As per LinkedIn’s findings, women are actively seeking employers who treat them as equal (50 per cent), while 56 per cent are looking to get recognition at work for what they do.
More than 1 in 2 women are also looking for more professional connections and mentors who can help them advance their careers, as 65 per cent of women agree that lack of guidance through networks is a key opportunity barrier.
“Lack of required professional skills and a lack of guidance through networks and connections are also some of the other barriers that get in the way of career development for working women in India,” the report said.
“Gender inequality at work and added domestic responsibilities amid the pandemic have collectively made women’s jobs more vulnerable at this time. As COVID-19 continues to widen these gaps, this year’s LinkedIn Opportunity Index report suggests that it is the need of the hour for organisations to reimagine their diversity practices and offer greater flexibility to caregivers, in order to increase female participation in the workforce. Reduced and flexible schedules, more sabbaticals, and new opportunities to upskill and learn are critical offerings that can help organizations attract, hire, and retain more female talent,” says Ruchee Anand, director, Talent and Learning Solutions, India at LinkedIn.
Upskilling is the need of the hour
The LinkedIn report also provides a perspective on the impact of the “ailing economy and working in isolation” on the Indian workforce.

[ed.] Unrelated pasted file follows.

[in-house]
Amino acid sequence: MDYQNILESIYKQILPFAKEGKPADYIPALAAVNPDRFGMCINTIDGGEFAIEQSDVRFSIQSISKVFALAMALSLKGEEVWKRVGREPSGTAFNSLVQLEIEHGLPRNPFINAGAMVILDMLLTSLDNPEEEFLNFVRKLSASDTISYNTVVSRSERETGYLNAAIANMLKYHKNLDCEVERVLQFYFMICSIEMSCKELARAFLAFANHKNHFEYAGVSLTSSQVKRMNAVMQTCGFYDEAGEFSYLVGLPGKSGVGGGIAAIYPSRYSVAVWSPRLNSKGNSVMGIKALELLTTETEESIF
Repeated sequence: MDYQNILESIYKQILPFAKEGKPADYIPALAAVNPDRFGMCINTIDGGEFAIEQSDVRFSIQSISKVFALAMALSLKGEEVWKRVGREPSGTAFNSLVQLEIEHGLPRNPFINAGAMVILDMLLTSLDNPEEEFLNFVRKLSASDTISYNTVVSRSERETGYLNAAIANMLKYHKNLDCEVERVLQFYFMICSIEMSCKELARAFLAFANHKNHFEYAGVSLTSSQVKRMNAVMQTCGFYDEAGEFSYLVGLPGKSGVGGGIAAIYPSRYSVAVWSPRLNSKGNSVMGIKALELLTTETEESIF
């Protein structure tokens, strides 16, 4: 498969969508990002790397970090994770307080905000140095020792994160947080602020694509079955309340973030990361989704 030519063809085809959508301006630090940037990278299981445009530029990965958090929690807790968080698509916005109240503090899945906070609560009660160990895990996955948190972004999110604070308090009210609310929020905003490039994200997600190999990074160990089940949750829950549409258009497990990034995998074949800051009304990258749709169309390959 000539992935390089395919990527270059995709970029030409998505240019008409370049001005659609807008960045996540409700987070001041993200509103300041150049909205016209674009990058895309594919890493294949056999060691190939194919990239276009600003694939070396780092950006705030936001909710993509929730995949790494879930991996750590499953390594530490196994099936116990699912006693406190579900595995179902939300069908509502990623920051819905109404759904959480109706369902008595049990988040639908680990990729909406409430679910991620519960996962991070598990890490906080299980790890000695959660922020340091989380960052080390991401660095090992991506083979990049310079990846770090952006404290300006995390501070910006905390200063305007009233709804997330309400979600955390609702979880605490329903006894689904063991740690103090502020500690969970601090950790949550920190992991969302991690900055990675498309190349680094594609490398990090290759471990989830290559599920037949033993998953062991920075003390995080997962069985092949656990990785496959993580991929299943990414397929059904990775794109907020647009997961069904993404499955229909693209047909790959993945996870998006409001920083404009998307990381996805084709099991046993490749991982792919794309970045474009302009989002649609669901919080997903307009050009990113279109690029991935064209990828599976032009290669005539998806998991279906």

Around 86 per cent of Indians state that they were negatively impacted by the pandemic. Overall, 9 in 10 Indians faced pay-cuts, job losses, and reduced work hours due to Covid-19. “In addition to shrinking opportunities, professionals in India also battle the perils of working in isolation, as over 3 in 5 (65 per cent) Indians cited lower productivity while working from home,” the report said.
“Further analysis shows that too many distractions, interrupted internet connectivity and difficulty in planning work are the top most setbacks faced by professionals in India when working remotely,” it added.
Professionals are turning to upskilling and choosing new career paths to remain resilient. Two in three (65 per cent) professionals expect the economy to improve by June 2021. About 3 in 5 (57 per cent) Indians are actively looking to learn new hard skills such as Artificial Intelligence, Cloud Computing, and Business Analytics, and soft skills such as Creative Thinking, Problem Solving, and Time Management. While 1 in 2 (51 per cent) professionals are looking to shift to new career paths, and 3 in 5 (61 per cent) are pursuing roles that allow them to use their skills.
To help working women, LinkedIn has come up with five learning courses that are available for free till March 31, 2021. These include Leadership Strategies for Women, Planning Your Family Leave and Return, Proven Success Strategies for Women at Work, Own It: The Power of Women at Work and Becoming a Male Ally at Work.